The wine industry has had a long established method of classifying growing regions, regional laws and other standardized rules. For example, the name ‘Champagne’ can only go on bottles of wine grown and produced in Champagne, France.
Bordeaux’s official Classification of 1855 established a hierarchy of first growths, second growths all the way down to 5th growths on the left bank of the river running through the region. Each house (such as Chateau Montrose) must abide by rules in their appellation.
Here in the U.S. we have the AVA system for wineries. Napa and Sonoma are wine growing regions, and in those regions there are smaller designated areas called American Viticultural Areas (AVA’s) where there are standardized rules for things like harvesting and how much of a single varietal has to be in a bottle for the varietal to appear on the label. Generally, 75% of a grape varietal has to be in the bottle. A Cabernet Sauvignon actually has 25% other varietals in it such as Merlot.
It was only a matter of time before cannabis appellations were defined for their unique growing conditions. There’s no better place to start defining cannabis “terroir” than in Northern California where some of the world’s best cannabis grows. In the emerald triangle plants grow like giant redwoods with incredible terpene profiles.
A number of cannabis cultivators in the Emerald Triangle proposed the “Mendocino Appellations Project” a few years back, but MAUCRSA, via Business and Professions Code Section 26063(b), required the California Department of Food and Agriculture (CDFA) to develop the process by which state-licensed cannabis cultivators may establish appellations of origin by January 1, 2021. The CDFA’s proposed regulations laid out the process for establishing cannabis appellations of origin and provide additional clarification on the use of county of origin.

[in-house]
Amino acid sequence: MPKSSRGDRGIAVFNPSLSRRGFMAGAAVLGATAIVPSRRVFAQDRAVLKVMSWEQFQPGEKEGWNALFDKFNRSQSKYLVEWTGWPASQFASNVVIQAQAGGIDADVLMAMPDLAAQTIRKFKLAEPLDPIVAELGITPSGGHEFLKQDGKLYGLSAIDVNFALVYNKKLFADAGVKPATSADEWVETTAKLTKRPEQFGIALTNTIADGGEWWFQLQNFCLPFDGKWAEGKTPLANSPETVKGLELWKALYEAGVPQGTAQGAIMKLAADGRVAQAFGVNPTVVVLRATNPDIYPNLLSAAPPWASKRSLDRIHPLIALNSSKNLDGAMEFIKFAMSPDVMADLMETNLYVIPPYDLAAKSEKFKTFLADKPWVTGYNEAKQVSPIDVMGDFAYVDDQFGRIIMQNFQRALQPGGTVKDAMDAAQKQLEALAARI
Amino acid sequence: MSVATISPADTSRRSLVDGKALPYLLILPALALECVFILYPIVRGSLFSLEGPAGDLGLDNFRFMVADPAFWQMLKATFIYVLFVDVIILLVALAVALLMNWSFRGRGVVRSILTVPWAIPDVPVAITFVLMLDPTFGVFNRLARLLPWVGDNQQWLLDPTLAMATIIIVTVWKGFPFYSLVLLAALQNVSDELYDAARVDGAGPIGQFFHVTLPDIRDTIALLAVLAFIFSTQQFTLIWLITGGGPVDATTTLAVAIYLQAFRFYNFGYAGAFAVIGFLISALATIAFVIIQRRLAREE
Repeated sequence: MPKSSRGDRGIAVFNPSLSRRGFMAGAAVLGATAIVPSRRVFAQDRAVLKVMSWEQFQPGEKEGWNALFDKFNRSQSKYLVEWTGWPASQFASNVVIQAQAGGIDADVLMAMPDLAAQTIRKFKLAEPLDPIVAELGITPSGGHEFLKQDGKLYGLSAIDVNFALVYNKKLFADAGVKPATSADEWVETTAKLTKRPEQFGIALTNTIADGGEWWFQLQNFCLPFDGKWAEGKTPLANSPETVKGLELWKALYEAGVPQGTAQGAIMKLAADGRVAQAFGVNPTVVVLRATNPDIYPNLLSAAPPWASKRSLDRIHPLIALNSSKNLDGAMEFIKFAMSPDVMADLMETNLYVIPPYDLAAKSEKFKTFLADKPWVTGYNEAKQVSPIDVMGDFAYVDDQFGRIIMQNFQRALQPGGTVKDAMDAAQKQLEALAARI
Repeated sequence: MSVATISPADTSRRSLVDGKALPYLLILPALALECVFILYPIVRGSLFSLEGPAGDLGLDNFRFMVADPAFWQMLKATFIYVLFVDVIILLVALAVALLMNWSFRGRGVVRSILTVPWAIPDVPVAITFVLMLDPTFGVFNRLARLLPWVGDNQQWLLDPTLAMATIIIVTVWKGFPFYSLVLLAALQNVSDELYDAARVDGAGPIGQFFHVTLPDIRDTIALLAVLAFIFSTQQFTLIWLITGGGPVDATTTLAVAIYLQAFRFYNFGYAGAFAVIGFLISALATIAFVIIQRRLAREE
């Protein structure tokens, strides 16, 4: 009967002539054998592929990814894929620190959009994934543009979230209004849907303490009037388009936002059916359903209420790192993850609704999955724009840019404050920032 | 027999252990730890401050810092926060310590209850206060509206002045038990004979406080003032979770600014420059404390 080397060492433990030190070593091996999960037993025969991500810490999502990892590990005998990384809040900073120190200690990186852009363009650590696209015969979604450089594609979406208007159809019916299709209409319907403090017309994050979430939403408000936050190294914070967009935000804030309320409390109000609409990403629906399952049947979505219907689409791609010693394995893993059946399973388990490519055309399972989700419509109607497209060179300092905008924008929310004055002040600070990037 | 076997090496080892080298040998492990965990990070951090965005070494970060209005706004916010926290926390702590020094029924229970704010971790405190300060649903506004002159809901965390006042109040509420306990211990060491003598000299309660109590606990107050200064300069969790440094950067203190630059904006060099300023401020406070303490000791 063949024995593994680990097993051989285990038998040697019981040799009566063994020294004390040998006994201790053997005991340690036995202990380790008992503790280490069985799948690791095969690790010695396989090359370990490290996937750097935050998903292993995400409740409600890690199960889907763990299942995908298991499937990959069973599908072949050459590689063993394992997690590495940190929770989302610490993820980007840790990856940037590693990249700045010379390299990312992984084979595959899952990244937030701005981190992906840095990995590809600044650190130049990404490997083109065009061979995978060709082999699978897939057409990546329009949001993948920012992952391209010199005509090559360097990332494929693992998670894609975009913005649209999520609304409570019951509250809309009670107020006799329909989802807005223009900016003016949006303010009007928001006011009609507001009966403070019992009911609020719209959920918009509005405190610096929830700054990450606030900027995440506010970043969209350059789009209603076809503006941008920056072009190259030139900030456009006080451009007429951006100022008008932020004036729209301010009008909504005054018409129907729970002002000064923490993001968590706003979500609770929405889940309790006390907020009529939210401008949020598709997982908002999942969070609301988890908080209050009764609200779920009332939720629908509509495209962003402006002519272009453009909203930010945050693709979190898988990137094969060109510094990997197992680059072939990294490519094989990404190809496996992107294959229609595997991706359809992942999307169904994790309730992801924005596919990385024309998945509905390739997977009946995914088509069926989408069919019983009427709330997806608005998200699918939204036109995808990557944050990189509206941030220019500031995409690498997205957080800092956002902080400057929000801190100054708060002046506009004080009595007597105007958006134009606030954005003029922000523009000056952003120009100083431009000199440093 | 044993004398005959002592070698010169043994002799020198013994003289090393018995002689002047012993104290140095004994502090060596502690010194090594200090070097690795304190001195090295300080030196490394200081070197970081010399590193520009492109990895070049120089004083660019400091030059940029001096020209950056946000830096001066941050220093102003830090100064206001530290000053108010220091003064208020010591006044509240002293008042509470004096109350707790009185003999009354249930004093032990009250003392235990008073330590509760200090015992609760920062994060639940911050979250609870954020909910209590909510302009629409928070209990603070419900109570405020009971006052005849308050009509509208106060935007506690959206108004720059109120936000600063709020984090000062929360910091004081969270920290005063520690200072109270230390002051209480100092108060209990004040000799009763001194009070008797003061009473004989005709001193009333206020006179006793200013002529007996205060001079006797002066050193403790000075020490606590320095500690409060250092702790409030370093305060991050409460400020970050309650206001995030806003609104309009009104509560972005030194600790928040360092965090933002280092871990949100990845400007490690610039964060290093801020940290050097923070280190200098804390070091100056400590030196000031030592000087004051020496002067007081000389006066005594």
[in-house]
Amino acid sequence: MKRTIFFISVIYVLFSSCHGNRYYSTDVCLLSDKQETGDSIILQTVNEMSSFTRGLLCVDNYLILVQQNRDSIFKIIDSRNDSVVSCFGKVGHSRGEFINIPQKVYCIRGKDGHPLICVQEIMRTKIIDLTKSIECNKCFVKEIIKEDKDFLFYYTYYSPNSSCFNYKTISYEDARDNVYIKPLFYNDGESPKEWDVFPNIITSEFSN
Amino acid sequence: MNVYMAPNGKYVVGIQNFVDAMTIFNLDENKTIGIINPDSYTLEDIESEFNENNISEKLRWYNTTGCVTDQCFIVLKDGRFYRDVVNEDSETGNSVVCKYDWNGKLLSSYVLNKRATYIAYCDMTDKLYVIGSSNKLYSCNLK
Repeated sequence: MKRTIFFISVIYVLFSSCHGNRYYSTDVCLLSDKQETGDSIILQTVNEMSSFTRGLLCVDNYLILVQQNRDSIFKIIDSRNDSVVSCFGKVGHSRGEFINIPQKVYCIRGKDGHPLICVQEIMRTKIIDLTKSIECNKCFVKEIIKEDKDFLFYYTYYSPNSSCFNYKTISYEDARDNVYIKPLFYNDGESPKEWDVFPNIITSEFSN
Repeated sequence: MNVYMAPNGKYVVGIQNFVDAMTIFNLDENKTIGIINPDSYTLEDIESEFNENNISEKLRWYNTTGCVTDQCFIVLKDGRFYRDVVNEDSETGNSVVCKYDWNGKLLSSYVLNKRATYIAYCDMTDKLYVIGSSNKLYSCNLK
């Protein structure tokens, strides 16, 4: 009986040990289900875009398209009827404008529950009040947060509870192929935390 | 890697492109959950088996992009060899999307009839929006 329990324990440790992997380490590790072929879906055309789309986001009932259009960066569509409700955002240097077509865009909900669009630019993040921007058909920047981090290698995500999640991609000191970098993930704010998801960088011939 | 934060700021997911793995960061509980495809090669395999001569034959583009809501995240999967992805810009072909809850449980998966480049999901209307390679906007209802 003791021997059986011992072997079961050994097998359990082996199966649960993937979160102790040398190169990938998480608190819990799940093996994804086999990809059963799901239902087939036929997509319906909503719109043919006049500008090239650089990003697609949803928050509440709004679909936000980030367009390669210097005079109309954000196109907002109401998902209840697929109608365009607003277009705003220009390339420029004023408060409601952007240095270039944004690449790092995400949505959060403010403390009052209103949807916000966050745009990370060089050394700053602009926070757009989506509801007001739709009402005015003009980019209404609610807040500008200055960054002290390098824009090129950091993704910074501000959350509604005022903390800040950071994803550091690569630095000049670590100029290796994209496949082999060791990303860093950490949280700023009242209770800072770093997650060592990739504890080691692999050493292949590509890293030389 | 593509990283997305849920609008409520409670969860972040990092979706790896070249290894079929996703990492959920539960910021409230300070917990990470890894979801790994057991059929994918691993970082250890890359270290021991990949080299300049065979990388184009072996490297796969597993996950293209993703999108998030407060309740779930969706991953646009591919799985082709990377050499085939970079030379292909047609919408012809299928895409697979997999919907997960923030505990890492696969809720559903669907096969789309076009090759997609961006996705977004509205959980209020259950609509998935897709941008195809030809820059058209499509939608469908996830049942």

“This is really an effort to help those small farmers in rural areas to make sure they’re competitive and make sure we have a diversified market here in California,” the group’s outreach director Josh Drayton told North Bay Business Journal upon passage of the bill.
According to cannabis law firm Harris Bricken, some of the requirements for cannabis advertising laid out in the proposed regulations are as follows:
- “Cannabis shall not be advertised or marketed containing any statement, design, device, or representation which tends to create the impression that the cannabis originated from a particular county or appellation of origin, unless the label of the advertised product bears that county of origin or appellation of origin.”
- “A country of origin, appellation of origin, or any similar name that is likely to mislead consumers as to the kind or origin of the cannabis shall not be used in the labeling of cannabis unless:
- One-hundred percent of the cannabis was produced in the named county or appellation of origin;
- Records demonstrating compliance with subdivision (b)(5)(A) of this section have been retained by the licensee pursuant to section 8400 of this chapter; and
- Within 30 days of the use of an appellation of origin, Notice of Use of the appellation of origin has been filed with the department pursuant to section 8212.1 of this chapter.”